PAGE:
Dance Therapy in Parkinson’s Disease: Can the Argentine Tango Improve Motor Function?

December 2, 2011

By Neha Jindal

Faculty Peer Reviewed

Parkinson’s disease (PD) is a progressive neurodegenerative movement disorder that affects over 1 million people in the United States. People with PD often demonstrate postural instability, gait difficulties, and impaired functional mobility, which can lead to falls and decreased quality of life.[1] Medical treatments for PD do not fully address gait and balance issues and, consequently, additional approaches are needed.[2] One approach that has recently emerged in clinical studies is the use of dance, particularly the Argentine tango, as therapy to improve motor function in Parkinson’s patients. Can this social partner dance rooted in the early nineteenth century brothels of Buenos Aires really help improve the motor disturbances of Parkinson’s disease?

In PD, there is an imbalance in neurotransmitters such as dopamine, gamma-aminobutyric acid (GABA), and acetylcholine in the basal ganglia, which compromises their role in the motor control of skilled voluntary movements.[3,4] As a result, patients develop bradykinesia with short, shuffling steps and flexed posture, and may have freezing of gait. Patients also have difficulties with balance, and dual tasking while walking, turning, and walking backwards.[5] Traditionally, physical therapy is prescribed along with medical treatment to address these symptoms. In 2007, Keus and colleagues made evidence-based recommendations regarding the four key components of physical therapy design for PD patients: 1) cueing strategies to improve gait; 2) cognitive movement strategies to improve transfers of weight; 3) exercises to improve balance; and 4) training of joint mobility and muscle power to improve physical capacity.[6] Based on these recommendations, it is clear why the Argentine tango may be an effective form of therapy in PD.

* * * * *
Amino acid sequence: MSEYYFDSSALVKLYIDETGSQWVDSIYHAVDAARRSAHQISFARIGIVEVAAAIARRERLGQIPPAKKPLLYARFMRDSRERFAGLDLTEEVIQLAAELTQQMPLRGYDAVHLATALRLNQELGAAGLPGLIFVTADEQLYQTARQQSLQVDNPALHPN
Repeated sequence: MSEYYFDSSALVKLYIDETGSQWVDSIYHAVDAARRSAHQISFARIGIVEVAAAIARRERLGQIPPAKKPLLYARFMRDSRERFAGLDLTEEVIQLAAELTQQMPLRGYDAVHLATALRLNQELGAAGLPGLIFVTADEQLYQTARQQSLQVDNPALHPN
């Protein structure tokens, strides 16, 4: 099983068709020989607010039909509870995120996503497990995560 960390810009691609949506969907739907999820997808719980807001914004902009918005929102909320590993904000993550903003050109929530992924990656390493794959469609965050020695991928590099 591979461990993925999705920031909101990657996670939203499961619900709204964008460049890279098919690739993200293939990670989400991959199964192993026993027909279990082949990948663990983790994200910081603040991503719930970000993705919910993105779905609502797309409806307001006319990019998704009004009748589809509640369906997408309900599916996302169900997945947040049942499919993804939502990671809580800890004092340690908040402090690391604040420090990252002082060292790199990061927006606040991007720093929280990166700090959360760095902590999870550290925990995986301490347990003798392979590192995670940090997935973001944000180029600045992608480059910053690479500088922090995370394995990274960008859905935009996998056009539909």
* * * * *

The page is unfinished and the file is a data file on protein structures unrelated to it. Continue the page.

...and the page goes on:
The Argentine tango is a partner dance in which the couple is embraced in each other’s arms, and the leader guides the follower, creating synchronized walking and body movement to the music. This form of dance uniquely addresses each of Keus’s recommendations.[7] First, all movement is done to music. Rhythmic auditory cues have been shown to be beneficial in gait training for PD patients.[8] Similarly, music in Argentine tango may act as an external cue to facilitate movement. Secondly, the Argentine tango teaches specific movement strategies for walking patterns that are particularly difficult for PD patients, like walking backwards. To walk backwards in the Argentine tango, dancers are taught to “keep the trunk over the supporting foot while reaching backward with the other foot, keeping the toe of that rear foot in contact with the floor as it slides back and shifting weight backward over the rear foot only after it is firmly planted.”[7] Balance, the third recommendation, is addressed though the partnered nature of the Argentine tango; the dancers must work to maintain balance dynamically while turning and in the midst of random external perturbation. Finally, similar to other forms of dance, if the Argentine tango is done with sufficient amount of intensity, it can be an aerobic workout and result in improved cardiovascular function and physical capacity.[7]